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Astronomy Essentials

Comet Halley's position in May, 2016. The view is from the north side of the solar system, whereby the planets orbit the sun in a counterclockwise direction - but Halley's Comet orbits the sun clockwise. Click here for Comet Halley's present position, or if you'd like, change the date to view its position in any chosen year.
Science Wire | Apr 25, 2016

Comet Halley, parent of 2 meteor showers

The 2 meteor showers spawned by the famous Comet Halley. And a word about Isaac Newton’s Vis-viva equation, his poetic rendition of instantaneous motion.

Eta Aquarid in 2013 by Colin Legg
Tonight | Apr 25, 2016

Everything you need to know: Eta Aquarid meteor shower

In 2016, Eta Aquarid meteor shower peaks on mornings of May 5 and 6. How to watch, history, radiant point, what part of Earth is favored, here.

Photo by Justin Ng
Tonight | Apr 23, 2016

EarthSky’s meteor shower guide for 2016

A list of major meteor showers in 2016. Next one up: the Eta Aquarids. Peak mornings May 5 and 6, but it’s a broad peak … watch several mornings around peak dates.

Earth will between between the sun and Mars on May 22, 2016.  Then, the distance between our two worlds will be at its least for this two-year period, and Mars will appear brightest in our sky.  Image via Fourmilab.
Science Wire | Apr 21, 2016

Mars is getting bright! Here’s why

We’ll pass between Mars and the sun about a month from now, on May 22. Watch Mars brighten dramatically between now and then!

Lyrids and others via NASA/MSFC/D. Moser
Tonight | Apr 12, 2016

Everything you need to know: Lyrid meteor shower

Full moon is out all night at the peak of this year’s Lyrid meteor shower. Best time to watch before dawn on April 22, 2016, but … will you see any meteors?

Skywatcher, by Predrag Agatonovic.
Tonight | Mar 31, 2016

April 2016 guide to the 5 bright planets

Jupiter appears as brightest “star.” Mars and Saturn moving toward their best. Mercury has its best evening apparition for N. Hemisphere. Great month for planet-watching!

Science Wire | Mar 28, 2016

Give me five minutes and I’ll give you Saturn in 2016

Learn how to identify Saturn for the rest of 2016.

Moon shot with blue filter via our friend Jv Noriega
Science Wire | Mar 23, 2016

What is a Blue Moon?

The next Blue Moon will be on May 21, 2016. It’s a seasonal Blue Moon, the third of four full moons between the March equinox and the June solstice of 2016.

Tonight | Mar 20, 2016

Everything you need to know: Vernal equinox 2016

Earliest spring since 1896! The 2016 vernal or spring (or fall) equinox comes on March 20 at 4:30 UTC (March 19 at 11:30 p.m. CDT).

Sunrise over Red Sea by Graham Telford
Tonight | Mar 19, 2016

Fastest sunsets near equinoxes

Here’s a natural phenomenon you might never have imagined. That is, the sun actually sets faster around the time of an equinox.

Blogs | Mar 18, 2016

Is it possible to have three eclipses in one month?

Three eclipses in one calendar month are rare. Three eclipses in one lunar month are more common. From 2000-2050, it happens 14 times.

Photo by John Foster, Oregon Parks and Rec
Science Wire | Feb 29, 2016

Astronomy events, star parties, festivals, workshops

We just added a bunch of new events for various parts of North America in the coming months. Click in, and find some astronomy fun!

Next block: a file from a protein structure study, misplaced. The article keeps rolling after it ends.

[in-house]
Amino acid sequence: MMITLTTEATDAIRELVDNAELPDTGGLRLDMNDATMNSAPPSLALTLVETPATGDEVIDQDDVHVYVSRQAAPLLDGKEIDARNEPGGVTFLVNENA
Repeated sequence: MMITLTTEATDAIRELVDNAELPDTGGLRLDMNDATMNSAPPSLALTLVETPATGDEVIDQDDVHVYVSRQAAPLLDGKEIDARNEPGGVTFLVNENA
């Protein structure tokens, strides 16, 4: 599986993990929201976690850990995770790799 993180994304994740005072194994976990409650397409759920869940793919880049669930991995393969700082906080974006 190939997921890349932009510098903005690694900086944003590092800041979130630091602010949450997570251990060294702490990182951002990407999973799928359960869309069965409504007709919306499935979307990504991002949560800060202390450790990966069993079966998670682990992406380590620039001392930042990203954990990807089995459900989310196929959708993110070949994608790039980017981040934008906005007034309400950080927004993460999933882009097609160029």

Zodiacal light
Tonight | Feb 16, 2016

Everything you need to know: zodiacal light or false dusk

The zodiacal light is an eerie light extending up from the horizon. No matter where you are on Earth, springtime or autumn is the best time to see it.

From late January, and through mid-February, 5 bright planets were visible at once in the predawn sky. This image is from February 8, 2016.  It's by Eliot Herman in Tucson, Arizona.  View on Flickr.
Science Wire | Feb 08, 2016

See 5 bright planets at once

First time we can see 5 planets at once since 2005. All 5 are up before dawn, still, and all 5 will remain visible until Mercury disappears in the dawn just after mid-February.

Science Wire | Feb 07, 2016

Mars’ west quadrature on February 7

At west quadrature on February 7, 2016, the red planet appears 90% illuminated as seen through a telescope. Fantastic time to see Mars is just ahead.

Photo Credit:  A. Dupree, R. Gilliland, NASA
Science Wire | Feb 05, 2016

How far is Betelgeuse?

Finding star distances isn’t easy. Here’s how it’s done, and why astronomers recently modified the distance estimate to the famous star Betelgeuse.

Groundhog Day
Science Wire | Feb 02, 2016

Everything you need to know: Groundhog Day 2016

Groundhog Day – a celebration with its roots in astronomy – comes every year on February 2. It’s the year’s first “cross-quarter” day.

J-shaped Scorpius with Shaula and Lesath
Tonight | Feb 02, 2016

Two stars in Scorpius are harbingers of spring

Go ahead. Treat yourself to something beautiful, and hopeful: a glimpse of two stars that represented a Pawnee version of Groundhog Day.

Photo credit: Gattou
Science Wire | Jan 23, 2016

Can you tell me the full moon names?

For both the Northern and Southern Hemispheres, the full moons have names corresponding to the calendar months or the seasons of the year.

Image via shadowandsubstance.com
Blogs | Jan 05, 2016

Dates of lunar and solar eclipses in 2016

The next eclipse is a total solar eclipse – caused by a supermoon – on March 8-9, 2016.

Total solar eclipse via Fred Espenak
Blogs | Jan 05, 2016

How many solar and lunar eclipses in one calendar year?

Each calendar year has at least four eclipses – two solar and two lunar. Most years have four, but five, six or even seven eclipses are also possible.